(December 15, 2022) It’s difficult to describe what Shreya Thakkar does, really, and she smiles when I mention it. Her work, as she puts it, lies at the “intersection of research, experience design and strategy.” Her work involves a gammut of disciplines, from architecture to making toys from bamboo in Auroville and working on the future of healthcare, ageing and workspaces in Los Angeles, where she now lives. As a design researcher, she “works towards translating complex narratives and research insights into accessible design experiences, services, and products.” The 28-year-old industrial designer and researcher has collaborated with a number of design groups including the Planning Design Research Corporation, Neumayr Design and Steelcase Inc, de-coding complex societal problems for innovative product design.
Wander on Walker
A Smart Cane that provides ease of mobility to the elderly, the ‘Wander on Walker,’ was what piqued my interest at first, and when we spoke not long after, Shreya explained that it is part of a ongoing project in the study of ageing. When she moved to the United States for a master’s programme at the ArtCentre College of Design, Los Angeles, she was confronted by a rapidly ageing population – according to the United States Census Bureau, by 2030, when all boomers will be older than 65, senior citizens will make up 21 percent of the population.
Shreya, who had volunteered at old people’s homes in LA during her time with furniture manufacturing giant Steelcase, was looking for a thesis project. “I was speaking to older people, listening to their stories, living their life with them and helping them with basic, everyday chores,” she told Global Indian. “I was looking at the future of healthcare and the future of ageing.” The most common lament was the loss of autonomy. Unlike in India, where tradition calls for a sense of duty and responsibility towards ageing family, senior citizens in the US prefer to live independently, most of them transitioning from larger homes into senior living.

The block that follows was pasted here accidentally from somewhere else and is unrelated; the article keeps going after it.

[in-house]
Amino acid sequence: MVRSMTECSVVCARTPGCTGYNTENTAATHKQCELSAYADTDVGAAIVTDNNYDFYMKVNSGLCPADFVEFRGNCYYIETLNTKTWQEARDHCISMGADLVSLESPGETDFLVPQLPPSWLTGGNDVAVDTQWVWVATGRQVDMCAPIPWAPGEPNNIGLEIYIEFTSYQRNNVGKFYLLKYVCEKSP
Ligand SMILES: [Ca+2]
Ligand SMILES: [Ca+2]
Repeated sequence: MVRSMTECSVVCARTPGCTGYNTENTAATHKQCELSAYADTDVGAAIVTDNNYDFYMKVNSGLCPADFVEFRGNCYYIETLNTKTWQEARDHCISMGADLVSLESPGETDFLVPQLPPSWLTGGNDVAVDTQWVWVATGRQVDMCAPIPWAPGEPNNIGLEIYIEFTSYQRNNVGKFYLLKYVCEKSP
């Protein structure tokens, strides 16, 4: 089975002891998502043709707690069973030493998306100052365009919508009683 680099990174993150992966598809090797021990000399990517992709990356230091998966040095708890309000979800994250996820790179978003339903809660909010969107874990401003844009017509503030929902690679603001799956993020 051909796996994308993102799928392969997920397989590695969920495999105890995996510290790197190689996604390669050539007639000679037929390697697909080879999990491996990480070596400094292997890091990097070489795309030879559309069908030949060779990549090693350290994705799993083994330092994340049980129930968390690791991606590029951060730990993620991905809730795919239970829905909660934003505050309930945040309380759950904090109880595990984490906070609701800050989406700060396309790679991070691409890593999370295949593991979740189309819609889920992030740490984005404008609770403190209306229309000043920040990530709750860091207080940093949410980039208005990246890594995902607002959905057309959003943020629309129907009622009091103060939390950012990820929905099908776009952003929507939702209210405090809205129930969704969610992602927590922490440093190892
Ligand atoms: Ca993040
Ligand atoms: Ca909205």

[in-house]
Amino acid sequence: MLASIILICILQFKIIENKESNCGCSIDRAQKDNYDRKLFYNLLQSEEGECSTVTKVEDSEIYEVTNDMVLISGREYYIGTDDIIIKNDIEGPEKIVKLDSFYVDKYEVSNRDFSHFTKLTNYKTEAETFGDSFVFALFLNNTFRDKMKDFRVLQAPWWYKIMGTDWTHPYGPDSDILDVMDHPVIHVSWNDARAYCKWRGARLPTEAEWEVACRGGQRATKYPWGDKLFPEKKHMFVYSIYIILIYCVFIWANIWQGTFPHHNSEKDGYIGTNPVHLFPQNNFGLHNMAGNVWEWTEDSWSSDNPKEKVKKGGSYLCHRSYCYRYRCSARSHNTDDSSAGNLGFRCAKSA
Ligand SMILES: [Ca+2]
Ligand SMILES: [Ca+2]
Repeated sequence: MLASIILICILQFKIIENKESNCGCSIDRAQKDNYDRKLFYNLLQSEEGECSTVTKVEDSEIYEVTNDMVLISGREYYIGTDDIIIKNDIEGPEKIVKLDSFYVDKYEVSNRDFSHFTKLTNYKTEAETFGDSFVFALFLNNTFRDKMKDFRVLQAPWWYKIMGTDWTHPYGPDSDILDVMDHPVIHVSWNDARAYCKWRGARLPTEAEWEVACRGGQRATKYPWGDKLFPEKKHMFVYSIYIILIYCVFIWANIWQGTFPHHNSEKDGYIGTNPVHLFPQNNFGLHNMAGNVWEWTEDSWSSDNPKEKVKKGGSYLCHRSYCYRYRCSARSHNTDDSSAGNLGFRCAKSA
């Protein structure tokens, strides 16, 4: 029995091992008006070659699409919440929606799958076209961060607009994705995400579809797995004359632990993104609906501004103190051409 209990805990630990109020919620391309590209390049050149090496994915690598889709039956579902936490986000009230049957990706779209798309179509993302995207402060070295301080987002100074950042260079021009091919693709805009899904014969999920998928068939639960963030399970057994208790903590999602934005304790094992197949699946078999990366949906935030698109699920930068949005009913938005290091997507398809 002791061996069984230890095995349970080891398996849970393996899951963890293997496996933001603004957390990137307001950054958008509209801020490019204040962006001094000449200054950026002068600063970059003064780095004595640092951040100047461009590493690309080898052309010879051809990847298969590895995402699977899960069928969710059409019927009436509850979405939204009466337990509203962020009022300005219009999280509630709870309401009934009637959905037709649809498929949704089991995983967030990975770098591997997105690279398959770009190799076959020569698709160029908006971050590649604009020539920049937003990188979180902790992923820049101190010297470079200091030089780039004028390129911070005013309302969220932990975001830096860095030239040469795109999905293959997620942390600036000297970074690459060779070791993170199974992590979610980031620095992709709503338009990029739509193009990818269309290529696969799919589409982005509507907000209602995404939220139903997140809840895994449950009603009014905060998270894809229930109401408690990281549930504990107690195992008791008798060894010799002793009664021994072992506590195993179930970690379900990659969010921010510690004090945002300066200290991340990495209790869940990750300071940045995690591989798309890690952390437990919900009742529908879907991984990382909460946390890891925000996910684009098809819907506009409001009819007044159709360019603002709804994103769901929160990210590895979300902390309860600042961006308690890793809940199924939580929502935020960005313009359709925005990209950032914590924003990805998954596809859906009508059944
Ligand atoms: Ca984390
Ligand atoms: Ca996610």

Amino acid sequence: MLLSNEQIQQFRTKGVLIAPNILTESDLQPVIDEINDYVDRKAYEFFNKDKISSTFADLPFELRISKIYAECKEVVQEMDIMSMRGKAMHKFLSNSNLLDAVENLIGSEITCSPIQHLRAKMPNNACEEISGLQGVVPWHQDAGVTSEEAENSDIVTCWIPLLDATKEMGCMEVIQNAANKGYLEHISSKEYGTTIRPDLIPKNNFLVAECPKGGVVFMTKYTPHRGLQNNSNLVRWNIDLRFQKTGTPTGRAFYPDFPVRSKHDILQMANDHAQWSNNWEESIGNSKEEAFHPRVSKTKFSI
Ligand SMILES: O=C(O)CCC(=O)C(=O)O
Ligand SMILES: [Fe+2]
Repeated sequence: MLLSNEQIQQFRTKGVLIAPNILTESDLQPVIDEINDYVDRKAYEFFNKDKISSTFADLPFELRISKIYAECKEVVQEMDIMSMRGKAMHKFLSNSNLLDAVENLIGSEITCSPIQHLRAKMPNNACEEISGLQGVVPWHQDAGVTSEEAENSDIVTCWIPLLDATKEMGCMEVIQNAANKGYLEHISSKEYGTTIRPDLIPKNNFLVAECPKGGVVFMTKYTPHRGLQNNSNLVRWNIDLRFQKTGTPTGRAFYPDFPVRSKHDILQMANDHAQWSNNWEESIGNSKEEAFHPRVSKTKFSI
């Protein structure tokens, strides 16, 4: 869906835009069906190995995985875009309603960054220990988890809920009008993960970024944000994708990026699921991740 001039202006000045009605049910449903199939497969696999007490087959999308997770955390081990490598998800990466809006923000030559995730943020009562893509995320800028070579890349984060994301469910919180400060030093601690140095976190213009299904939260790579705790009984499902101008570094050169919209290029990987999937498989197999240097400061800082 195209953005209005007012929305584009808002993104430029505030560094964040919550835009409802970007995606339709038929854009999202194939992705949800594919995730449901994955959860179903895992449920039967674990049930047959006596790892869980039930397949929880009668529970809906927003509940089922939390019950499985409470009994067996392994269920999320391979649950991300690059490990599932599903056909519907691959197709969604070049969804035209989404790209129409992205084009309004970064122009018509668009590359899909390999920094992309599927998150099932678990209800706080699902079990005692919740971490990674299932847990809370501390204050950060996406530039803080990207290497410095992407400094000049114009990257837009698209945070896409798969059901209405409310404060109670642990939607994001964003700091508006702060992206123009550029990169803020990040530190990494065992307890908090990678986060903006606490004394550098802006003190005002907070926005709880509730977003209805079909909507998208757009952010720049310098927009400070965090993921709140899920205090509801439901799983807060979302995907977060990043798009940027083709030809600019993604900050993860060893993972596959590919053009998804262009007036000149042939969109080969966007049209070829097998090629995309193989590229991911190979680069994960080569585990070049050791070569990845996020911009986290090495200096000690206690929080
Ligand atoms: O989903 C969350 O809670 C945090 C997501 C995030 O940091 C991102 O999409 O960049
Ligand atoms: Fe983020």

The study of ageing
“The loss of mobility is an issue – they have to plan how to get from point A to point B,” Shreya says. One lady, she recalls, tripped on the street and landed on her face. Although senior citizens wear an SOS button, she couldn’t reach it until someone passing by helped her. She saw people using their canes and walkers, well-dressed and full of life, despite their circumstances. “They would say, ‘I don’t know howmany more days I’m going to live but I want to live my full life right now’. They took time to wear bright colours and appreciate their bodies. That really inspired me.”
Shreya did her market research, only to find that there was surprisingly little by way of modern innovation for the elderly. It led her to designing the Wander on Walker in 2022, a smart cane that provides mobility assistance, comes with an in-built vibration system and an ambidexterous, anti-slip grip. “I had heard of people losing their canes and wanted to avoid that,” Shreya says. The cane can also count the number of steps the person takes and has a light at the top (streetlights are a rarity in LA, the city is designed for cars). It also comes with a GPS location tracker, an SOS button and can track health data through movement.
As an architect-turned-designer, Shreya uses a multi-faceted skill set to take on society’s most complex problems, exploring the role of design in envisioning and creating a better future. In the United States, where she moved for a Master’s programme at the Art Center College of Design in LA, she was confronted by an ageing society and the many pitfalls that come with it. “How do we as designers design different futures? What scenarios can we create?”